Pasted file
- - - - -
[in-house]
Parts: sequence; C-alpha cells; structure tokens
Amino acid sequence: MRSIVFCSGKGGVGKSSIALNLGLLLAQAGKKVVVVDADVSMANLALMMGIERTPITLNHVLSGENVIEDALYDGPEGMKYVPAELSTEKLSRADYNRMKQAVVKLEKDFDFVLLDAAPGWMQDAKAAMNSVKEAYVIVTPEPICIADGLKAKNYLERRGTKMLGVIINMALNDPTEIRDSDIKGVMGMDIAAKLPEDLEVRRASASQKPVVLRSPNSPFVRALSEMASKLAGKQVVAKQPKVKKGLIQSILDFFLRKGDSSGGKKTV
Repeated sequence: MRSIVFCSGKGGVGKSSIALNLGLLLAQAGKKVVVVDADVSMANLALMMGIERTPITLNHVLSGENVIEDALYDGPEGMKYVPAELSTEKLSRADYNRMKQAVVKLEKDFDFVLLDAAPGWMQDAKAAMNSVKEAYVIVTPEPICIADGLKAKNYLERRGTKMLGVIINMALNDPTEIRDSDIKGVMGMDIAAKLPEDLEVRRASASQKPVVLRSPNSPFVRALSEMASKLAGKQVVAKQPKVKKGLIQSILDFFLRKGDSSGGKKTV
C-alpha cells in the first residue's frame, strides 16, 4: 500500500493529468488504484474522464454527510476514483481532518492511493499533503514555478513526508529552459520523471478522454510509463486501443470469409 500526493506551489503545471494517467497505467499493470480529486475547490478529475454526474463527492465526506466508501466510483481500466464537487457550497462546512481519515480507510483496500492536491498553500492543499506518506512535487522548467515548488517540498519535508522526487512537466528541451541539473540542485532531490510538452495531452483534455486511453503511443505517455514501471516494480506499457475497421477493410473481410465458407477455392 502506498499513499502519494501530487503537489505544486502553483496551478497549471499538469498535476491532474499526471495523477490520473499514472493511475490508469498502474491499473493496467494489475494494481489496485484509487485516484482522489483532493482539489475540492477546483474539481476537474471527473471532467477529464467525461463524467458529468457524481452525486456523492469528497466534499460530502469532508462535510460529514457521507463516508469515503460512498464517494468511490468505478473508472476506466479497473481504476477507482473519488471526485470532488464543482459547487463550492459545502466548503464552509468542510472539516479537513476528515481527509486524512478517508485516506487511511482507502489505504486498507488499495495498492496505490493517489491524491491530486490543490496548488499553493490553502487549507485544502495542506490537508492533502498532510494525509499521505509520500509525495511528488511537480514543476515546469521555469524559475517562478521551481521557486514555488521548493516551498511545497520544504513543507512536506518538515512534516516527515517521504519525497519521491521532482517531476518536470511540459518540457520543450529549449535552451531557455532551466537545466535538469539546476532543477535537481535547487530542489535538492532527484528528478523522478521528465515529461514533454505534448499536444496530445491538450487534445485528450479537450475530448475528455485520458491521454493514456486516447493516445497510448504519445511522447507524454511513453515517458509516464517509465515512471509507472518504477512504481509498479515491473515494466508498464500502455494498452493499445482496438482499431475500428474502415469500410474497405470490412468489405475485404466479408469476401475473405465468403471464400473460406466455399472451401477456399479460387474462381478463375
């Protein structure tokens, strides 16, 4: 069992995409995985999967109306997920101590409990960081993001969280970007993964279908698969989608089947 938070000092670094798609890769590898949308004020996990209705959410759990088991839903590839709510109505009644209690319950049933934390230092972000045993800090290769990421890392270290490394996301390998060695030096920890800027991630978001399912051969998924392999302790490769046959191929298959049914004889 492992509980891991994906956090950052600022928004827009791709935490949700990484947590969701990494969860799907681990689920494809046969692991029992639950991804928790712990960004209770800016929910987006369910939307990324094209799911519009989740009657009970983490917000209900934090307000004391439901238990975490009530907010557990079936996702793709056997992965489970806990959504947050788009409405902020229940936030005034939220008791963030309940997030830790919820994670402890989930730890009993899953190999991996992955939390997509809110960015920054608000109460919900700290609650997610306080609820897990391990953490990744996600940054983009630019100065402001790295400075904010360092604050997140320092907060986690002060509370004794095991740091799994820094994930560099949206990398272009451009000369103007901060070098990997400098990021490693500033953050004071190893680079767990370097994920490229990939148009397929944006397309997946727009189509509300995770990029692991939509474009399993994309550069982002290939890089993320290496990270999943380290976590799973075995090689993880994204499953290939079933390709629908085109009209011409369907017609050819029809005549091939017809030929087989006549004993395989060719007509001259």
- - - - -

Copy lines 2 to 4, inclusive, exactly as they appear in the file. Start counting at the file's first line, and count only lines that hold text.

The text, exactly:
Parts: sequence; C-alpha cells; structure tokens
Amino acid sequence: MRSIVFCSGKGGVGKSSIALNLGLLLAQAGKKVVVVDADVSMANLALMMGIERTPITLNHVLSGENVIEDALYDGPEGMKYVPAELSTEKLSRADYNRMKQAVVKLEKDFDFVLLDAAPGWMQDAKAAMNSVKEAYVIVTPEPICIADGLKAKNYLERRGTKMLGVIINMALNDPTEIRDSDIKGVMGMDIAAKLPEDLEVRRASASQKPVVLRSPNSPFVRALSEMASKLAGKQVVAKQPKVKKGLIQSILDFFLRKGDSSGGKKTV
Repeated sequence: MRSIVFCSGKGGVGKSSIALNLGLLLAQAGKKVVVVDADVSMANLALMMGIERTPITLNHVLSGENVIEDALYDGPEGMKYVPAELSTEKLSRADYNRMKQAVVKLEKDFDFVLLDAAPGWMQDAKAAMNSVKEAYVIVTPEPICIADGLKAKNYLERRGTKMLGVIINMALNDPTEIRDSDIKGVMGMDIAAKLPEDLEVRRASASQKPVVLRSPNSPFVRALSEMASKLAGKQVVAKQPKVKKGLIQSILDFFLRKGDSSGGKKTV